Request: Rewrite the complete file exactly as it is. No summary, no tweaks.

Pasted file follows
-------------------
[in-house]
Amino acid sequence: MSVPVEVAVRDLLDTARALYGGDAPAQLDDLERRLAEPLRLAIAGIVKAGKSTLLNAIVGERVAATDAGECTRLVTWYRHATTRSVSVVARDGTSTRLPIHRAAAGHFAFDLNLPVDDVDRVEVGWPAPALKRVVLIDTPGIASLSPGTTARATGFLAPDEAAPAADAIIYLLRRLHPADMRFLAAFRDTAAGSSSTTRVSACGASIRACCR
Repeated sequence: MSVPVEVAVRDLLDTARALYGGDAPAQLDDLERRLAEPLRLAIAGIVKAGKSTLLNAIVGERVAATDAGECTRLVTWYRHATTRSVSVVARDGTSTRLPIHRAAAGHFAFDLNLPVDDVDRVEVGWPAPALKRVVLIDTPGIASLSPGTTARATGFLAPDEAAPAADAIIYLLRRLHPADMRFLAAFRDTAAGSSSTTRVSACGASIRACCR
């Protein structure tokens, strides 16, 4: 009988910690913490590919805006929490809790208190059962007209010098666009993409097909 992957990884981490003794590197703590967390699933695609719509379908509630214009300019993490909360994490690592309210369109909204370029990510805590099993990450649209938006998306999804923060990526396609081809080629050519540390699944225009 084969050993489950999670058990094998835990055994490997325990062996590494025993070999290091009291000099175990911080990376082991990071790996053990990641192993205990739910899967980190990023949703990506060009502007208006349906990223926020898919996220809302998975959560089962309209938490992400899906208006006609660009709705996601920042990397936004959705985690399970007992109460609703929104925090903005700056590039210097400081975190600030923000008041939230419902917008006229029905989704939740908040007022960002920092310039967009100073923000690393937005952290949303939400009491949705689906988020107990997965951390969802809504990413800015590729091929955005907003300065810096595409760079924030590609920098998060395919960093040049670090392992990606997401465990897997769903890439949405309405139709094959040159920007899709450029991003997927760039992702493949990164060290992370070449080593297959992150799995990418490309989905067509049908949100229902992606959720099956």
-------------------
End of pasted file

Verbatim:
[in-house]
Amino acid sequence: MSVPVEVAVRDLLDTARALYGGDAPAQLDDLERRLAEPLRLAIAGIVKAGKSTLLNAIVGERVAATDAGECTRLVTWYRHATTRSVSVVARDGTSTRLPIHRAAAGHFAFDLNLPVDDVDRVEVGWPAPALKRVVLIDTPGIASLSPGTTARATGFLAPDEAAPAADAIIYLLRRLHPADMRFLAAFRDTAAGSSSTTRVSACGASIRACCR
Repeated sequence: MSVPVEVAVRDLLDTARALYGGDAPAQLDDLERRLAEPLRLAIAGIVKAGKSTLLNAIVGERVAATDAGECTRLVTWYRHATTRSVSVVARDGTSTRLPIHRAAAGHFAFDLNLPVDDVDRVEVGWPAPALKRVVLIDTPGIASLSPGTTARATGFLAPDEAAPAADAIIYLLRRLHPADMRFLAAFRDTAAGSSSTTRVSACGASIRACCR
């Protein structure tokens, strides 16, 4: 009988910690913490590919805006929490809790208190059962007209010098666009993409097909 992957990884981490003794590197703590967390699933695609719509379908509630214009300019993490909360994490690592309210369109909204370029990510805590099993990450649209938006998306999804923060990526396609081809080629050519540390699944225009 084969050993489950999670058990094998835990055994490997325990062996590494025993070999290091009291000099175990911080990376082991990071790996053990990641192993205990739910899967980190990023949703990506060009502007208006349906990223926020898919996220809302998975959560089962309209938490992400899906208006006609660009709705996601920042990397936004959705985690399970007992109460609703929104925090903005700056590039210097400081975190600030923000008041939230419902917008006229029905989704939740908040007022960002920092310039967009100073923000690393937005952290949303939400009491949705689906988020107990997965951390969802809504990413800015590729091929955005907003300065810096595409760079924030590609920098998060395919960093040049670090392992990606997401465990897997769903890439949405309405139709094959040159920007899709450029991003997927760039992702493949990164060290992370070449080593297959992150799995990418490309989905067509049908949100229902992606959720099956």